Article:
Purpose: To propose the use of a psychophysical staircase method for determination of absolute detection thresholds in task-based evaluation of fluoroscopy systems.
Methods: A neonate radiograph was iodine printed to serve as an anatomically realistic background for the clinical imaging task of vesicoureteral reflux (VUR) detection. Ten pages for each depiction of ureter-kidney anatomies of two VUR severity grades (3 and 5) were printed with single passes of iodine ink and imaged on a SIEMENS Agile Max fluoroscopy unit. A staircase method was used to determine the absolute detection threshold. In this method, stimuli corresponding to the presence of VUR were presented to the reader in a graduated descending or ascending contrast scale removing or adding a single page from the stack. When tasks were presented in descending order, the number of stacked pages when the task became undetectable was reported. Tasks were then presented in ascending order of contrast and the number of stacked pages when the task became visible was recorded. This process was repeated for a total of five stairsteps per reader for high (61 kVp, 24.4 mA) and low (60 kVp, 13.5 mA) dose, and the average detectability thresholds were calculated. Viewing conditions were kept constant throughout the study.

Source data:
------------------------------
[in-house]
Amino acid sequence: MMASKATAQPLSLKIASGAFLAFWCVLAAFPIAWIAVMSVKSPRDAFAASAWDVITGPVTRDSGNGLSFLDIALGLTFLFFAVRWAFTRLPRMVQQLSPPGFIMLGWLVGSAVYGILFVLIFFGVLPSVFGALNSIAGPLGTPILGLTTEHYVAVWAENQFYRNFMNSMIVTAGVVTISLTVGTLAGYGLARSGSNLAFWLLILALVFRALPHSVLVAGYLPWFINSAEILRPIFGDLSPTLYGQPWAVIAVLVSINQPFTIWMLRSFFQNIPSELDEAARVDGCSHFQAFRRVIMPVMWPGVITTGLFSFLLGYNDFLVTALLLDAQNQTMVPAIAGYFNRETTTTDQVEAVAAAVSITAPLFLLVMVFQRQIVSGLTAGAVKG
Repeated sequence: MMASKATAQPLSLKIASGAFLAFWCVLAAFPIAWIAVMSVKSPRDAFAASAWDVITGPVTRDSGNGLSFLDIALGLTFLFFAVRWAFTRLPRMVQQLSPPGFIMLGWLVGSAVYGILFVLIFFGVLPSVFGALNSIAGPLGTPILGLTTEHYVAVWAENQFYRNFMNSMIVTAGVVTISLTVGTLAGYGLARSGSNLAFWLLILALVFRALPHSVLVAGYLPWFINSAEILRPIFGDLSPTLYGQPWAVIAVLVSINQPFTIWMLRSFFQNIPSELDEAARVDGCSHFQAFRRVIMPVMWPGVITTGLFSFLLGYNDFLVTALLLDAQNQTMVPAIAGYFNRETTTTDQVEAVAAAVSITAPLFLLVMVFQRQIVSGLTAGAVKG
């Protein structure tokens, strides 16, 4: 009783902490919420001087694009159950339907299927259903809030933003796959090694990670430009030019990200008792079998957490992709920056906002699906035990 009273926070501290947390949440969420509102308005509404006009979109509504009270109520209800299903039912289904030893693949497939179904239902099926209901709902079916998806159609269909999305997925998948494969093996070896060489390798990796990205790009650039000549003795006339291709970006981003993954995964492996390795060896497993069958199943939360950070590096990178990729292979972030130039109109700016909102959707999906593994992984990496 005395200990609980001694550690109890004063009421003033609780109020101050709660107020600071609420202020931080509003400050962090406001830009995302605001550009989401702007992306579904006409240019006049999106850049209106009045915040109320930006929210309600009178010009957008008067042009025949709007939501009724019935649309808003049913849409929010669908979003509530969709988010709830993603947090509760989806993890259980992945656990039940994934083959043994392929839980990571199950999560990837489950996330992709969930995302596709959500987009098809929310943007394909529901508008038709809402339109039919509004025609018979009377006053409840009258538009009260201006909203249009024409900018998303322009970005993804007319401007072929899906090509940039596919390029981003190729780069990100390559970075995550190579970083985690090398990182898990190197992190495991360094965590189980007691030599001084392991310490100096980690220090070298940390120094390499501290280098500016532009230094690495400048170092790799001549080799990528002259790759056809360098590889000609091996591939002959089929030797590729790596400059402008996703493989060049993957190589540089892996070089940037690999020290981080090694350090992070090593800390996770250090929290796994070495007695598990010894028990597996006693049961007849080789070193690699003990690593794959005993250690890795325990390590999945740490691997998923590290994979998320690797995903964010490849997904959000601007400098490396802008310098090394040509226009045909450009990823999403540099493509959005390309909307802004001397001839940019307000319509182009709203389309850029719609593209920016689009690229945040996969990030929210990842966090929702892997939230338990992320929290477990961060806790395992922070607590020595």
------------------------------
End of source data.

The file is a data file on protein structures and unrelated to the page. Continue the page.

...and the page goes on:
Results: Absolute detectability thresholds decreased with decreasing dose with values of 4.3±0.49 versus 5.9±0.42 for grade 3 high and lose dose, respectively. Grade 5, being larger and with less detail, had overall higher detection thresholds with values of 4.7±0.58 and 6.1±0.20 for high and low dose, respectively.
Conclusion: The proposed methodology was used to determine the absolute intensive detection threshold of VUR as a surrogate task for quantitative, task-based assessment of fluoroscopic image quality inside the fluoroscopy suite. Future work will extend this methodology to compare different fluoroscopy systems.
Funding Support, Disclosures, and Conflict of Interest: This project was supported by the Department of Radiology Hodges Society, the Women's Board of the University of Chicago, the NIH T-32 Training Grant T32 EB002103, and the 2020-2022 AAPM Graduate Fellowship.
Image Visualization, Lesion Detectability